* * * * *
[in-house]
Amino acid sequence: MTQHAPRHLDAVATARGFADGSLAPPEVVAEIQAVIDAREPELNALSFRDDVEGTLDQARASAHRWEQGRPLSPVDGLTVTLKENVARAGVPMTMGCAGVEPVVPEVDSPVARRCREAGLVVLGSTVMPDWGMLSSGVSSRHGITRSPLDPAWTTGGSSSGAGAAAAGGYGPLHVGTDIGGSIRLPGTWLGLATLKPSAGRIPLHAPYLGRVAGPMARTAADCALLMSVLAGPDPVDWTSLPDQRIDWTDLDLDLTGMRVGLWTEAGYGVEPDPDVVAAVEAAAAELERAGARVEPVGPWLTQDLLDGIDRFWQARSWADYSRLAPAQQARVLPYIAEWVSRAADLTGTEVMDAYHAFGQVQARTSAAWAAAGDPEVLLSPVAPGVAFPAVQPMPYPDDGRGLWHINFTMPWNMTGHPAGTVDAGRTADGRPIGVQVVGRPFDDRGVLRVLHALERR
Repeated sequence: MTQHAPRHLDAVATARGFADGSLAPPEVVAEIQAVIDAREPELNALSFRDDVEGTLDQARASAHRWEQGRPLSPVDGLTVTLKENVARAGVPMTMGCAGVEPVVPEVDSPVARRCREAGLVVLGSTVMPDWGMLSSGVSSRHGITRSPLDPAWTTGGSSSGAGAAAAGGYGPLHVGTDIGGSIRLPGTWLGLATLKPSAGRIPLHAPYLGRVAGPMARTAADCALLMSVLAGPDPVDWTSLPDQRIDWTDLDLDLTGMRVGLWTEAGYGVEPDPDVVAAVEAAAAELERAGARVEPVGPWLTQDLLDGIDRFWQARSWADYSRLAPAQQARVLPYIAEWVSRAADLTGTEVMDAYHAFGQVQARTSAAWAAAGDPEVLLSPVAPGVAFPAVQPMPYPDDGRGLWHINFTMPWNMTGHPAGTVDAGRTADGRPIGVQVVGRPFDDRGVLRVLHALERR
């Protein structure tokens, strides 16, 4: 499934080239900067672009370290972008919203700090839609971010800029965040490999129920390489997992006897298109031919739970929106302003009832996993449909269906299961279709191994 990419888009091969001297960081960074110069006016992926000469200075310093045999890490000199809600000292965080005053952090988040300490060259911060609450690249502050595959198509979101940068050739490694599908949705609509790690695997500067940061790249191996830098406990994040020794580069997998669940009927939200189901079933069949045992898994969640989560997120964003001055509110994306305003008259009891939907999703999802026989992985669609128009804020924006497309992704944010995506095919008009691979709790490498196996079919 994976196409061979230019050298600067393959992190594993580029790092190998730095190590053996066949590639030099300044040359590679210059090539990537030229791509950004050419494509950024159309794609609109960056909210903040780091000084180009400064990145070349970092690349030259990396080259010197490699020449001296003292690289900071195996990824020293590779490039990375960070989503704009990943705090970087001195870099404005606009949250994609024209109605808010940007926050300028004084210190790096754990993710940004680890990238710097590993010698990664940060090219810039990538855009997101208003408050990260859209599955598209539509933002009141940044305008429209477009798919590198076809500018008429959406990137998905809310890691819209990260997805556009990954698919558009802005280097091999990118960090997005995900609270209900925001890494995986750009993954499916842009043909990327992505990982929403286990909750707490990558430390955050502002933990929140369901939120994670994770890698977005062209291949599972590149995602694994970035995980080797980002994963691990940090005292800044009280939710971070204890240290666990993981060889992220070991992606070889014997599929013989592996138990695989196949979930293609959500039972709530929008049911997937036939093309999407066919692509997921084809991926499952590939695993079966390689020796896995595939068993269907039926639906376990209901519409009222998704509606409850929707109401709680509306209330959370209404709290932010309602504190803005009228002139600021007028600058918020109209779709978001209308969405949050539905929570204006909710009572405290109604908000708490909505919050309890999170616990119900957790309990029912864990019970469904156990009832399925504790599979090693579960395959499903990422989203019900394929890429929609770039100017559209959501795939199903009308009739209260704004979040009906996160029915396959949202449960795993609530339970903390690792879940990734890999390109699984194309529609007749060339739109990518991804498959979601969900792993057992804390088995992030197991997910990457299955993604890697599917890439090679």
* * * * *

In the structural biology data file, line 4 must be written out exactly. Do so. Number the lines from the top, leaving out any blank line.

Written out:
């Protein structure tokens, strides 16, 4: 499934080239900067672009370290972008919203700090839609971010800029965040490999129920390489997992006897298109031919739970929106302003009832996993449909269906299961279709191994 990419888009091969001297960081960074110069006016992926000469200075310093045999890490000199809600000292965080005053952090988040300490060259911060609450690249502050595959198509979101940068050739490694599908949705609509790690695997500067940061790249191996830098406990994040020794580069997998669940009927939200189901079933069949045992898994969640989560997120964003001055509110994306305003008259009891939907999703999802026989992985669609128009804020924006497309992704944010995506095919008009691979709790490498196996079919 994976196409061979230019050298600067393959992190594993580029790092190998730095190590053996066949590639030099300044040359590679210059090539990537030229791509950004050419494509950024159309794609609109960056909210903040780091000084180009400064990145070349970092690349030259990396080259010197490699020449001296003292690289900071195996990824020293590779490039990375960070989503704009990943705090970087001195870099404005606009949250994609024209109605808010940007926050300028004084210190790096754990993710940004680890990238710097590993010698990664940060090219810039990538855009997101208003408050990260859209599955598209539509933002009141940044305008429209477009798919590198076809500018008429959406990137998905809310890691819209990260997805556009990954698919558009802005280097091999990118960090997005995900609270209900925001890494995986750009993954499916842009043909990327992505990982929403286990909750707490990558430390955050502002933990929140369901939120994670994770890698977005062209291949599972590149995602694994970035995980080797980002994963691990940090005292800044009280939710971070204890240290666990993981060889992220070991992606070889014997599929013989592996138990695989196949979930293609959500039972709530929008049911997937036939093309999407066919692509997921084809991926499952590939695993079966390689020796896995595939068993269907039926639906376990209901519409009222998704509606409850929707109401709680509306209330959370209404709290932010309602504190803005009228002139600021007028600058918020109209779709978001209308969405949050539905929570204006909710009572405290109604908000708490909505919050309890999170616990119900957790309990029912864990019970469904156990009832399925504790599979090693579960395959499903990422989203019900394929890429929609770039100017559209959501795939199903009308009739209260704004979040009906996160029915396959949202449960795993609530339970903390690792879940990734890999390109699984194309529609007749060339739109990518991804498959979601969900792993057992804390088995992030197991997910990457299955993604890697599917890439090679």